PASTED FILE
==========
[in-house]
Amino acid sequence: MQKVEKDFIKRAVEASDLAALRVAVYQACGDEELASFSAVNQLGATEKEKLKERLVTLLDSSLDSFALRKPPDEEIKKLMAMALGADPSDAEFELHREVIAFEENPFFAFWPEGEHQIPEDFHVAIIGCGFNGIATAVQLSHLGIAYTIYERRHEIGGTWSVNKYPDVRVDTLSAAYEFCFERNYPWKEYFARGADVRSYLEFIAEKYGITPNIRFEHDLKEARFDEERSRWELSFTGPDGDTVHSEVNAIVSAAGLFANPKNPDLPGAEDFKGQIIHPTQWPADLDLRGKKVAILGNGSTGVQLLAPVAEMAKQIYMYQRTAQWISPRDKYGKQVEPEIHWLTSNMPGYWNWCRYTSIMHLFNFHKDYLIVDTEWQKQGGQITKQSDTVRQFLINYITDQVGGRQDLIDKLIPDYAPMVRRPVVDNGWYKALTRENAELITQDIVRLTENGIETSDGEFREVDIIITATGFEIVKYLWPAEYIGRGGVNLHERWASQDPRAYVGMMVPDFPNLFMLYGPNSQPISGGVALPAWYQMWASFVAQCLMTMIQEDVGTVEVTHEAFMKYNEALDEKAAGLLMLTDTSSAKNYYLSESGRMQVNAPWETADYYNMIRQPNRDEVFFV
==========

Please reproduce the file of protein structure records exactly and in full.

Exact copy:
[in-house]
Amino acid sequence: MQKVEKDFIKRAVEASDLAALRVAVYQACGDEELASFSAVNQLGATEKEKLKERLVTLLDSSLDSFALRKPPDEEIKKLMAMALGADPSDAEFELHREVIAFEENPFFAFWPEGEHQIPEDFHVAIIGCGFNGIATAVQLSHLGIAYTIYERRHEIGGTWSVNKYPDVRVDTLSAAYEFCFERNYPWKEYFARGADVRSYLEFIAEKYGITPNIRFEHDLKEARFDEERSRWELSFTGPDGDTVHSEVNAIVSAAGLFANPKNPDLPGAEDFKGQIIHPTQWPADLDLRGKKVAILGNGSTGVQLLAPVAEMAKQIYMYQRTAQWISPRDKYGKQVEPEIHWLTSNMPGYWNWCRYTSIMHLFNFHKDYLIVDTEWQKQGGQITKQSDTVRQFLINYITDQVGGRQDLIDKLIPDYAPMVRRPVVDNGWYKALTRENAELITQDIVRLTENGIETSDGEFREVDIIITATGFEIVKYLWPAEYIGRGGVNLHERWASQDPRAYVGMMVPDFPNLFMLYGPNSQPISGGVALPAWYQMWASFVAQCLMTMIQEDVGTVEVTHEAFMKYNEALDEKAAGLLMLTDTSSAKNYYLSESGRMQVNAPWETADYYNMIRQPNRDEVFFV